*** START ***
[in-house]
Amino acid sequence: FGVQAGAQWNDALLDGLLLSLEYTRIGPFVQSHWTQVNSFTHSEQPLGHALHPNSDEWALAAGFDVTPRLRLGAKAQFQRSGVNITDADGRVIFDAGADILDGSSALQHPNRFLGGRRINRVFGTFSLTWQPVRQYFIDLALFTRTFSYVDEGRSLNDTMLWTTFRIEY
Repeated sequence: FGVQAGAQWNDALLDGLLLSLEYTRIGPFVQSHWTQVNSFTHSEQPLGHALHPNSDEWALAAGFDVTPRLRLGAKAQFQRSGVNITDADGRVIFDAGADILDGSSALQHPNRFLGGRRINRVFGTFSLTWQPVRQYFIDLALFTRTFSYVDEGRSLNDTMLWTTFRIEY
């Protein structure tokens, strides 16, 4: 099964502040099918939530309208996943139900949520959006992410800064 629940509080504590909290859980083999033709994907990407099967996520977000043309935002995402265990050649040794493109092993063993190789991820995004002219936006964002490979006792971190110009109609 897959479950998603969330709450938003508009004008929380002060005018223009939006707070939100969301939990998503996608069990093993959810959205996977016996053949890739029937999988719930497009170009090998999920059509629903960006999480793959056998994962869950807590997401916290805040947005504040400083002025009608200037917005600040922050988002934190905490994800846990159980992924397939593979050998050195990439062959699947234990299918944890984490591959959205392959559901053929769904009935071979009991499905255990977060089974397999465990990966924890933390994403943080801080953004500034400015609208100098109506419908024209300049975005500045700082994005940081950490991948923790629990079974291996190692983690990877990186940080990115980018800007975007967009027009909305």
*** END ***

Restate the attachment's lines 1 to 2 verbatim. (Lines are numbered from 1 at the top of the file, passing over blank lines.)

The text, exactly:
[in-house]
Amino acid sequence: FGVQAGAQWNDALLDGLLLSLEYTRIGPFVQSHWTQVNSFTHSEQPLGHALHPNSDEWALAAGFDVTPRLRLGAKAQFQRSGVNITDADGRVIFDAGADILDGSSALQHPNRFLGGRRINRVFGTFSLTWQPVRQYFIDLALFTRTFSYVDEGRSLNDTMLWTTFRIEY